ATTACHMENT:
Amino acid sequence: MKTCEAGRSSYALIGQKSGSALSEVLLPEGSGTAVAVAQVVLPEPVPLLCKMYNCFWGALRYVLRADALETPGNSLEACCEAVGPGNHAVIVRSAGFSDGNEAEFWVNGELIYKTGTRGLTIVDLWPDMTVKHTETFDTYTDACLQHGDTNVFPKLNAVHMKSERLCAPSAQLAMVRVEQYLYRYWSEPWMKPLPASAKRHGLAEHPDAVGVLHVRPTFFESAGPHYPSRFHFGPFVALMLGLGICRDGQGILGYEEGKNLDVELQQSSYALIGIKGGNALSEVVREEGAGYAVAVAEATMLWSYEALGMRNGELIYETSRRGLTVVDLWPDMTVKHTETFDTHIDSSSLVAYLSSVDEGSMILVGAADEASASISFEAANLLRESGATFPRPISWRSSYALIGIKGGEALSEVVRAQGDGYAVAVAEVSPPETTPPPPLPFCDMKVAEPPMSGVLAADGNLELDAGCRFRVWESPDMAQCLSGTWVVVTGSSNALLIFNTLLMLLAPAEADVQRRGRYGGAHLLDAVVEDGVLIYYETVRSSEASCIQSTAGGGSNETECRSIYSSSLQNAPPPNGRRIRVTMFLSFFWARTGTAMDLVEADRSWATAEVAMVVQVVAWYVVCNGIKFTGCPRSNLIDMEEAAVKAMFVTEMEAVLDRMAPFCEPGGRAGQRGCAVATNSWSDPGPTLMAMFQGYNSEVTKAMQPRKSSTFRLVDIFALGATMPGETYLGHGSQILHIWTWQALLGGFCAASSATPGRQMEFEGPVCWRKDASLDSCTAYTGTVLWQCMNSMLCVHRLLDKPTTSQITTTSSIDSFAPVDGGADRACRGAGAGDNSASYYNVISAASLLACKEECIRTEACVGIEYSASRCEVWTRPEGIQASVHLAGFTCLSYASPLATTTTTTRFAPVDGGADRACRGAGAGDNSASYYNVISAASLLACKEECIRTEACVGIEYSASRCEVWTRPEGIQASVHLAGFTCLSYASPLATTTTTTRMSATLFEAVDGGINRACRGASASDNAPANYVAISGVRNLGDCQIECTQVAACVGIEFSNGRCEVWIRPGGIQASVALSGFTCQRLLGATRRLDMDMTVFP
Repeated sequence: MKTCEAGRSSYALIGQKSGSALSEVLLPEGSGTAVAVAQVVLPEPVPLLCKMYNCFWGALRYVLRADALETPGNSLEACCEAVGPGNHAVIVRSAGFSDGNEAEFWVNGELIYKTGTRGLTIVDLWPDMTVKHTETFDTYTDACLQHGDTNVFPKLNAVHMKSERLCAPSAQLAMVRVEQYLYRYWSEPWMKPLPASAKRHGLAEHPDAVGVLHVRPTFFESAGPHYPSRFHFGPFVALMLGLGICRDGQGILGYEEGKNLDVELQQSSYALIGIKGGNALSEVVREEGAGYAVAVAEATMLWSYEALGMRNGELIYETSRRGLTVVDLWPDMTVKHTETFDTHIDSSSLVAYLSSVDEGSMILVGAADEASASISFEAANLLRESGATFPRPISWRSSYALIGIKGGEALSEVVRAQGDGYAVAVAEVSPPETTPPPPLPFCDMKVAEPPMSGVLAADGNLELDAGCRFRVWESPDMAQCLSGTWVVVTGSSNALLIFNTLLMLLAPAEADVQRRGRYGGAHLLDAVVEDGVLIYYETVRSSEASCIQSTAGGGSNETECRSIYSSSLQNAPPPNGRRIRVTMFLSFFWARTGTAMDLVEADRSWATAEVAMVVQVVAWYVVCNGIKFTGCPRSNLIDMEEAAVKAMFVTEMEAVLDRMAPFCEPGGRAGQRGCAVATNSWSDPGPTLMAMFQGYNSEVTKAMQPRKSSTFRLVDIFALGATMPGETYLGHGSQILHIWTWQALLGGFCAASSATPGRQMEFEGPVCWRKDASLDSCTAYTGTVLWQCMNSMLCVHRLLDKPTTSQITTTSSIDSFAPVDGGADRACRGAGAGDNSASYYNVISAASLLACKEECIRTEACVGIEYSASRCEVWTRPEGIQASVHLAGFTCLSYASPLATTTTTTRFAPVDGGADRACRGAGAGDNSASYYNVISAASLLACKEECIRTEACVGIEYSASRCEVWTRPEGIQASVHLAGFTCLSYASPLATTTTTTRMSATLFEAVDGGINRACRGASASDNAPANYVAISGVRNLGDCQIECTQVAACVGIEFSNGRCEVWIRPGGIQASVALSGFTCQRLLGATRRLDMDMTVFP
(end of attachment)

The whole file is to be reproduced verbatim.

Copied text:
Amino acid sequence: MKTCEAGRSSYALIGQKSGSALSEVLLPEGSGTAVAVAQVVLPEPVPLLCKMYNCFWGALRYVLRADALETPGNSLEACCEAVGPGNHAVIVRSAGFSDGNEAEFWVNGELIYKTGTRGLTIVDLWPDMTVKHTETFDTYTDACLQHGDTNVFPKLNAVHMKSERLCAPSAQLAMVRVEQYLYRYWSEPWMKPLPASAKRHGLAEHPDAVGVLHVRPTFFESAGPHYPSRFHFGPFVALMLGLGICRDGQGILGYEEGKNLDVELQQSSYALIGIKGGNALSEVVREEGAGYAVAVAEATMLWSYEALGMRNGELIYETSRRGLTVVDLWPDMTVKHTETFDTHIDSSSLVAYLSSVDEGSMILVGAADEASASISFEAANLLRESGATFPRPISWRSSYALIGIKGGEALSEVVRAQGDGYAVAVAEVSPPETTPPPPLPFCDMKVAEPPMSGVLAADGNLELDAGCRFRVWESPDMAQCLSGTWVVVTGSSNALLIFNTLLMLLAPAEADVQRRGRYGGAHLLDAVVEDGVLIYYETVRSSEASCIQSTAGGGSNETECRSIYSSSLQNAPPPNGRRIRVTMFLSFFWARTGTAMDLVEADRSWATAEVAMVVQVVAWYVVCNGIKFTGCPRSNLIDMEEAAVKAMFVTEMEAVLDRMAPFCEPGGRAGQRGCAVATNSWSDPGPTLMAMFQGYNSEVTKAMQPRKSSTFRLVDIFALGATMPGETYLGHGSQILHIWTWQALLGGFCAASSATPGRQMEFEGPVCWRKDASLDSCTAYTGTVLWQCMNSMLCVHRLLDKPTTSQITTTSSIDSFAPVDGGADRACRGAGAGDNSASYYNVISAASLLACKEECIRTEACVGIEYSASRCEVWTRPEGIQASVHLAGFTCLSYASPLATTTTTTRFAPVDGGADRACRGAGAGDNSASYYNVISAASLLACKEECIRTEACVGIEYSASRCEVWTRPEGIQASVHLAGFTCLSYASPLATTTTTTRMSATLFEAVDGGINRACRGASASDNAPANYVAISGVRNLGDCQIECTQVAACVGIEFSNGRCEVWIRPGGIQASVALSGFTCQRLLGATRRLDMDMTVFP
Repeated sequence: MKTCEAGRSSYALIGQKSGSALSEVLLPEGSGTAVAVAQVVLPEPVPLLCKMYNCFWGALRYVLRADALETPGNSLEACCEAVGPGNHAVIVRSAGFSDGNEAEFWVNGELIYKTGTRGLTIVDLWPDMTVKHTETFDTYTDACLQHGDTNVFPKLNAVHMKSERLCAPSAQLAMVRVEQYLYRYWSEPWMKPLPASAKRHGLAEHPDAVGVLHVRPTFFESAGPHYPSRFHFGPFVALMLGLGICRDGQGILGYEEGKNLDVELQQSSYALIGIKGGNALSEVVREEGAGYAVAVAEATMLWSYEALGMRNGELIYETSRRGLTVVDLWPDMTVKHTETFDTHIDSSSLVAYLSSVDEGSMILVGAADEASASISFEAANLLRESGATFPRPISWRSSYALIGIKGGEALSEVVRAQGDGYAVAVAEVSPPETTPPPPLPFCDMKVAEPPMSGVLAADGNLELDAGCRFRVWESPDMAQCLSGTWVVVTGSSNALLIFNTLLMLLAPAEADVQRRGRYGGAHLLDAVVEDGVLIYYETVRSSEASCIQSTAGGGSNETECRSIYSSSLQNAPPPNGRRIRVTMFLSFFWARTGTAMDLVEADRSWATAEVAMVVQVVAWYVVCNGIKFTGCPRSNLIDMEEAAVKAMFVTEMEAVLDRMAPFCEPGGRAGQRGCAVATNSWSDPGPTLMAMFQGYNSEVTKAMQPRKSSTFRLVDIFALGATMPGETYLGHGSQILHIWTWQALLGGFCAASSATPGRQMEFEGPVCWRKDASLDSCTAYTGTVLWQCMNSMLCVHRLLDKPTTSQITTTSSIDSFAPVDGGADRACRGAGAGDNSASYYNVISAASLLACKEECIRTEACVGIEYSASRCEVWTRPEGIQASVHLAGFTCLSYASPLATTTTTTRFAPVDGGADRACRGAGAGDNSASYYNVISAASLLACKEECIRTEACVGIEYSASRCEVWTRPEGIQASVHLAGFTCLSYASPLATTTTTTRMSATLFEAVDGGINRACRGASASDNAPANYVAISGVRNLGDCQIECTQVAACVGIEFSNGRCEVWIRPGGIQASVALSGFTCQRLLGATRRLDMDMTVFP